Will The FCC Break The Internet?
Actions speak louder than words.
The world is watching to see where the FCC’s actions will lead international telecommunications regulators going forward.
Will FCC leadership reinforce the successful Internet policy status quo?
Or will the FCC reverse course and risk breaking the global Internet by leading international telecommunications regulators to price-regulate their sovereign parts of the global Internet to restore the national postal and telecom utilities of the 20th century?
Currently the FCC is considering reversing the legal status of American Internet services from lightly-regulated information services to utility-regulated “telecommunications” services in response to a 2014 appeals court decision that limited a portion of the FCC’s net neutrality regulatory authority.
Neither the FCC nor the Internet operates in a vacuum. Most everything is now interconnected.
The big point here is if the FCC unilaterally changes the legal status of American Internet service to utility-regulated “telecommunications,” it could lead to big negative global repercussions that could seriously undermine U.S. trade and foreign policy interests going forward.
Strong Clinton Administration policy leadership was critical to enabling the current global free flow of information that we now know as the Internet.
In the 1990s, America successfully persuaded the world to not subject the Internet to “telecommunications” utility regulation via treaties and agreements overseen by the United Nations’ International Telecommunications Union (ITU).
That’s because ITU agreement ITU-T D.50 recognizes the sovereign right of each state to regulate “telecommunications” as that state determines.
Thus, if the FCC puts domestic politics first in “telecommunications” regulation, every other country can too.
So how could the wrong kind of FCC leadership break the Internet?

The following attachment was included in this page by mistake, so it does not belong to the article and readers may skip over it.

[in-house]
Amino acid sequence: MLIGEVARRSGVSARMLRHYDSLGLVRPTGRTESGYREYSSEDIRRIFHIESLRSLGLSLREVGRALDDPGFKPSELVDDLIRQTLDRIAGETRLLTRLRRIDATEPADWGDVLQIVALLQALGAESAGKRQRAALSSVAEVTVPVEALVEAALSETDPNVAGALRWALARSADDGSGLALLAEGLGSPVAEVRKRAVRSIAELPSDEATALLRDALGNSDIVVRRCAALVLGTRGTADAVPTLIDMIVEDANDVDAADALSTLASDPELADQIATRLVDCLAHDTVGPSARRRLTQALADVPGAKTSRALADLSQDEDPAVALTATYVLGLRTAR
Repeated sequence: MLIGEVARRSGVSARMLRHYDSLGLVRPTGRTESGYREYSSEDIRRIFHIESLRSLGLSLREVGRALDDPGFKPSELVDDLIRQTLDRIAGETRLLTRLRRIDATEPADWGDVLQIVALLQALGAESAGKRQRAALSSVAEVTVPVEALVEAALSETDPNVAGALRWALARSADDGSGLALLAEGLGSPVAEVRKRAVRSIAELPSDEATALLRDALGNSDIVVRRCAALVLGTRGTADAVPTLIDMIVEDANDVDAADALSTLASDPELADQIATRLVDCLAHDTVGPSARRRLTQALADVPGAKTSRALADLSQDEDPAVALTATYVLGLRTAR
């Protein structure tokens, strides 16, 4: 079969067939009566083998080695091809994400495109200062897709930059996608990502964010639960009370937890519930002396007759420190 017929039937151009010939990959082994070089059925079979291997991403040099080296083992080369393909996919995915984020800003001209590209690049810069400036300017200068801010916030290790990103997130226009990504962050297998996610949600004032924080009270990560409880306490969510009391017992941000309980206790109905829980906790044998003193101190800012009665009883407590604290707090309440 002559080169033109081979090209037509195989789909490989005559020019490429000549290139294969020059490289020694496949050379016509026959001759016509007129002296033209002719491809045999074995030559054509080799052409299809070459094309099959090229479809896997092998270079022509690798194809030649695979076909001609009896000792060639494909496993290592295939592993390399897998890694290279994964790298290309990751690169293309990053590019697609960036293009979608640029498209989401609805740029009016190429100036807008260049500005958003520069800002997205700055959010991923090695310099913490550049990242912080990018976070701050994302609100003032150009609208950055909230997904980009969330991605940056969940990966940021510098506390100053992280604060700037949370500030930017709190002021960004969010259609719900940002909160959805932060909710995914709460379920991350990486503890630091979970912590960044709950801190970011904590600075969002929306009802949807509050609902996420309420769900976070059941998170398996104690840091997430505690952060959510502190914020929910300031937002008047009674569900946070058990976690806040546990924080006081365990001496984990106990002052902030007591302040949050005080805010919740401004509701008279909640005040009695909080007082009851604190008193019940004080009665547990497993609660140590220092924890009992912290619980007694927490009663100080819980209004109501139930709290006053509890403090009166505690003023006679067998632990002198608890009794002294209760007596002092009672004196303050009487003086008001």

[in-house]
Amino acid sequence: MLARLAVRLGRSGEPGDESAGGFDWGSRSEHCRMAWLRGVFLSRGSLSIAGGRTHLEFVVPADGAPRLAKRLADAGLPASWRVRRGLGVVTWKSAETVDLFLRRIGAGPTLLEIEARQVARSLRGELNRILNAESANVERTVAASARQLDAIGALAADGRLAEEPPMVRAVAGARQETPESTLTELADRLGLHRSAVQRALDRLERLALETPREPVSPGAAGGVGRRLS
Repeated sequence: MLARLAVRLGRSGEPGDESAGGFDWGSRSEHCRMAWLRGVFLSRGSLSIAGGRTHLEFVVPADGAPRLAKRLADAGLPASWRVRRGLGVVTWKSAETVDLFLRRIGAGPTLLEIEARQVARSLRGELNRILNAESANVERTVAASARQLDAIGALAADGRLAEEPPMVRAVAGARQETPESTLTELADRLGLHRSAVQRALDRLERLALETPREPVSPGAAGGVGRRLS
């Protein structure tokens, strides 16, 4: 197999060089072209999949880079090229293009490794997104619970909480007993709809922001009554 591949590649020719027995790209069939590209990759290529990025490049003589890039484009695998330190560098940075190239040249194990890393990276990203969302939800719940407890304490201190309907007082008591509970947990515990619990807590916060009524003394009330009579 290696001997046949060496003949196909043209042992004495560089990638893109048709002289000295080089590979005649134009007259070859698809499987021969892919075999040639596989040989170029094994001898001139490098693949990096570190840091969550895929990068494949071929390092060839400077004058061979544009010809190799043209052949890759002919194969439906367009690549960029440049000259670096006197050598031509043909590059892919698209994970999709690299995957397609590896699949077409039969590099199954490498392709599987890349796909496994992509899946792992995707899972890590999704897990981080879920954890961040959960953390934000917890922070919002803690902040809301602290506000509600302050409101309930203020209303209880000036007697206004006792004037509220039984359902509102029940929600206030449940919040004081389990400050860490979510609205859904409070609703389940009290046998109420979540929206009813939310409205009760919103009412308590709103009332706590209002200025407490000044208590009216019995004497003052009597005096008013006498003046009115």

Today the Internet is unique because it is global with no borders. The Internet’s free flow of virtual information is not subject to the normal sovereign border inspection or tariffs that physical international travel, delivery or trade must endure.
In stark contrast, the raison d’être of the ITU’s “telecommunications” utility-regulation regime is to create and enforce sovereign borders and tariffs.
Thus over time, redefining the Internet to be common “telecommunications” easily could devolve the Internet back to the 1990’s telephone and postal national utility model, yielding a de facto broken and Balkanized splinter-net.
What’s the risk to U.S. trade?
The current Internet status quo is as near to perfect-free-trade for American interests as America could aspire.
There is almost unfettered free flow of information from the U.S. to the world, subject to no national customs border inspection, transit accountability, or import tariffs.
In addition, America’s Internet and big data companies have benefited richly from the lax U.S.-EU data protection safe harbor that allows U.S. companies to annually self-certify, with no meaningful system of accountability, that they comply with EU data protection law.
But apparently this as-good-as-it-gets Internet free-trade dynamic is not good enough for Silicon Valley companies.
They now want the FCC to officially subsidize their massive Internet infrastructure-use via a clever re-branding of net neutrality to mean “no-fast-lane” and “no-paid-prioritization” allowed.
Specifically, Silicon Valley companies are heavily lobbying the FCC for a permanent, FCC-set, zero-price for its downstream traffic to consumers and businesses.
How could these FCC subsidies cause trade policy problems?
The ITU’s “telecommunications” settlements regime, “sender-party-pays,” is just like the sender of a letter or package paying for a stamp or postage for delivery domestically or internationally.
Today Silicon Valley companies “export” vastly more volume of Internet traffic to the rest of the world (in videos streamed, content displayed, and services provided) than other countries digitally export to the U.S. via the Internet.
While the FCC may imagine that it is in its political interests to subsidize Silicon Valley as a “national champion” as part of an FCC industrial policy, the political interests of foreign regulators is not America’s.
Any potential FCC revival of the 1990’s ITU “telecommunications” international settlement regime puts Silicon Valley companies like Google-YouTube, Netflix, Facebook, Amazon, etc., at great risk of having to pay many billions of dollars net to foreign governments to reach their foreign consumers and businesses.
And foreign governments could charge that U.S. governmental infrastructure-use subsidies for Silicon Valley constitute an unfair protectionist trade advantage.
The digital section of US-EU trade negotiations over the Transatlantic Trade and Investment Partnership (TTIP) already faces enough trade problems given the EU’s opening positions to end the US-EU data protection safe harbor and its high priority to create a Single European Digital Market.